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The student news site of Wando High School

Tribal Tribune

The student news site of Wando High School

Tribal Tribune

The student news site of Wando High School

Tribal Tribune

Culinary team creates restaurant

Southern Strides concept takes on nationals
provided by Molly Gordon
This was the team’s first time competing and Wando’s first time back in years. “Getting fourth place on a national level is something that I would say majority of high school students will never accomplish in their career… So for Wando, being our first year back, winning state and then getting a championship placement [at] nationals was better than I could even imagine,” Gordon said.

Food preparations. Floor plans. Script practices. Concept corrections. All for one common dream. A restaurant.

Senior Cooper Stapleton along with juniors Sarah Dzielinski and Remell Bagtas all created a hypothetical restaurant named Southern Strides. Stapleton and the team planned out every detail of their Southern Strides restaurant, and spent nearly 200 hours preparing for their state competition where they would showcase their restaurant in front of judges.

“We were part of this program called ProStart. It’s a career and technical education program that unites the food service industry, and the classroom to teach high school students culinary skills and restaurant management,” Stapleton said. “We did a restaurant management project, so we had to create our own restaurant and do menu planning, costing, interior decor, and we took that to state so we competed with that.”

The team practiced their scripts, showcased their food, and answered questions about their restaurant and certain scenarios in front of mock judges before the state competition in Myrtle Beach.

Eventually, the hours upon hours of work paid off as the team went on to win first place at states, sending them to the national competition a few weeks later.

“We were up against eight teams so when we competed, we had six rounds of seven minute judging time to do a little bit of our concept script and then we got questioning via the judges [which was on] different aspects of concept marketing menu, food planning and critical thinking,” Stapleton said. “I was super nervous at states. I really wanted to go to nationals in Baltimore and I was counting down as they did fifth, fourth and third and it wasn’t us and then when second place was called and it wasn’t us. It felt really good that we knew we won states and we were going to nationals.”

After the first ever state win, Stapleton and the team got back to work, making small corrections and changes before heading to nationals. The national competition was similar to the state one, except each state winner was competing against one another in hopes of coming home with the first place title.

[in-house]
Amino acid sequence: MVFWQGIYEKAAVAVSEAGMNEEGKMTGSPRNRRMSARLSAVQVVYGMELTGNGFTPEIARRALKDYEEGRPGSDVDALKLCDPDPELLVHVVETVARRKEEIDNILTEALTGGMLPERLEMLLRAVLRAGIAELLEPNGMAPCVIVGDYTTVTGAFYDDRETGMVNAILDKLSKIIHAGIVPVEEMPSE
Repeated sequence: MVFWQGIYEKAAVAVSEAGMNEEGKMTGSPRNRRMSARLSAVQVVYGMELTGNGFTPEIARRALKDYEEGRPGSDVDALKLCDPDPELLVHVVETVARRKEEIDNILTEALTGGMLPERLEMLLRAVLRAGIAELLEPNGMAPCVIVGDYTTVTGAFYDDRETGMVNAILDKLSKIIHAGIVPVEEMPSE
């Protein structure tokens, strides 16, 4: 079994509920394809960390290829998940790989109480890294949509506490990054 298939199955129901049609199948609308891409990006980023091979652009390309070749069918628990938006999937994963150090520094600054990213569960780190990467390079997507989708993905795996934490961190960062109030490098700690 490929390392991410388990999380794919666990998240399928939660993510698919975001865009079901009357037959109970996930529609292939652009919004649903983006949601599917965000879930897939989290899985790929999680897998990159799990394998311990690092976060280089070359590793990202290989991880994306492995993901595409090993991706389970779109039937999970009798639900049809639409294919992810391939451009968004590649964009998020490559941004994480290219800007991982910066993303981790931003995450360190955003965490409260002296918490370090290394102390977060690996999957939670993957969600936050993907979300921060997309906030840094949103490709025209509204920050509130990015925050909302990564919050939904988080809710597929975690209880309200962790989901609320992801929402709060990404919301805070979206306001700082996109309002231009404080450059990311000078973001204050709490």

“For nationals, we didn’t make any major changes. We have the same concept… and we did just tweak some things in our concept paper, changing words and we did change one of our menu items from a dessert [and] added another entree,” Dzielinski said.

For culinary teacher and chef Molly Gordon, it was her first time ever attending and having a team compete in these competitions. She helped guide the members, but also noticed how well everyone worked together.

Senior Cooper Stapleton helped come up with the idea of Southern Strides for their restaurant concept. As the only senior on the team, Stapleton was able to learn valuable lessons while working with his other teammates.

“It’s very unique to find a team with three different individuals who are so different that actually work in harmony with each other and balance each other out. Cooper is the oldest of the bunch. He really took reins and a leadership role of holding the younger underclass- men accountable,” Gordon said. “Sarah was our tech girl and design girl. She’s just great at just sitting in and getting stuff done… and she was great answering the critical thinking questions. Remell added a lot of creativity. He’s really good with just the hypothetical concept of it’s a fake restaurant, but could walk you through every inch of that restaurant and what it looks like.”

Gordon said by the way the group performed and the feedback from the judges, she knew they had a solid chance at winning states. When second place was called, Gordon knew the next announcement would either make or break them.

“When they said our name, it’s almost like in the movies where everything is blurry. And you just hear that like high pitched noise [and] it seems so fake. I just started to cry because the hard work and all the hours truly paid off,” Gordon said. “We were absolutely the underdog rookie team that everyone doubted and no one paid attention to… we just swept the competition. I think everyone was shocked. It was just the best feeling ever.”

For nationals the team competed in front of judges and were given seven minutes to talk about the floor plans, concepts, and marketing before managers who work in the service industry asked them real world questions.

After that, Gordon and the team awaited anxiously for their placing, hoping for a top 10 finish.

“So we’re sitting there and you don’t want to hear your name called first. So fifth place is called and it was team Florida… and when Florida, which is one of the teams I thought was going to do well, didn’t go as high as I thought they would, that made me more confident in our place,” Gordon said. “I remember, they say, ‘Culinary Arts fourth place’… I can’t believe it, so the kids shoot off… running because they’re so proud. They got these huge medals. So they were super proud.”

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